I t is not entirely his fault (though he has not always gone out of his way to help himself), but Mr Speaker Michael Martin has found himself in several difficulties lately. There has been the row of MPs' expenses or, as old criminal lawyers prefer to call it, embezzlement. There has been the fuss about MPs who have their telephones tapped. Not least, there have been accusations – not merely from the Opposition – that Mr Gordon Brown is being allowed to get away with too much.
The last charge should be considered separately. It is about whether undue favour is being shown to the Government of the day; or not, as the case may be. The first two charges concern parliamentary practice. The Speaker and the backbenchers are lined up against the leaders of the political parties, the press and, as far as one can see, the entire population of the United Kingdom.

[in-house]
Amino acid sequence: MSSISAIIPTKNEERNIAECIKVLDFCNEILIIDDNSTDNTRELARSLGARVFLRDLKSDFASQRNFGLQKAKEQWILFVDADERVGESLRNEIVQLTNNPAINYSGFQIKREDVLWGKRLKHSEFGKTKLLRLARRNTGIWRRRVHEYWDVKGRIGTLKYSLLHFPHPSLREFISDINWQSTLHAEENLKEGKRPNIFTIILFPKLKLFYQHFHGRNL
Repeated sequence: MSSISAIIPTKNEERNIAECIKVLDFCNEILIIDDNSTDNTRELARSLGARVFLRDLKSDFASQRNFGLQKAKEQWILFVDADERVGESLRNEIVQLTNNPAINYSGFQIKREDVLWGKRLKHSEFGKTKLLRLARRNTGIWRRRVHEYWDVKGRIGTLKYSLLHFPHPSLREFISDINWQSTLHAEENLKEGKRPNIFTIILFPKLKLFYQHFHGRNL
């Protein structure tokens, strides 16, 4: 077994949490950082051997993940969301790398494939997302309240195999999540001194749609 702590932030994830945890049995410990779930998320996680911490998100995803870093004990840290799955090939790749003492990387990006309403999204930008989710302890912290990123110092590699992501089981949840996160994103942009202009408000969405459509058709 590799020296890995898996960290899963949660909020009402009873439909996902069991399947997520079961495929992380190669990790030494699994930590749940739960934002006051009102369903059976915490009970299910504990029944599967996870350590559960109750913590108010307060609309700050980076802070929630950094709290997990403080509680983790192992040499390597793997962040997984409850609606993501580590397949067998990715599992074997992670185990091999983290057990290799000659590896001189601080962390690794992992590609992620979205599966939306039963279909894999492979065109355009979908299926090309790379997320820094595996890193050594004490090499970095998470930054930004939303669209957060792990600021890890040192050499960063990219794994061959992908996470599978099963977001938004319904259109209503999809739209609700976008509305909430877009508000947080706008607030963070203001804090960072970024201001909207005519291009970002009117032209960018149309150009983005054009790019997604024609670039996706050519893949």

The Speaker has now been in his chair for eight years – longer than some incumbents, about average for those who have served a whole term. He is still only 62, though politicians have been growing steadily younger. Mr Derek Conway was being tipped as his successor at the time of Mr Conway's disgrace.
When Mr Martin was originally chosen as Speaker in 2000, his chief rival was Sir George Young. Sir George was called "the bicycling baronet" – if only by the popular prints, though not by anyone else. He possessed a lugubrious manner and was much liked, as he still is.
As chairman of the Standards and Privileges Committee (a position which he secured as consolation prize for not being made Speaker), he it was who administered a rebuke to Mr Conway. In the circumstances, this was no more than a telling-off. The penalty was increased to suspension by the committee and the deprivation of the Tory whip by Mr David Cameron.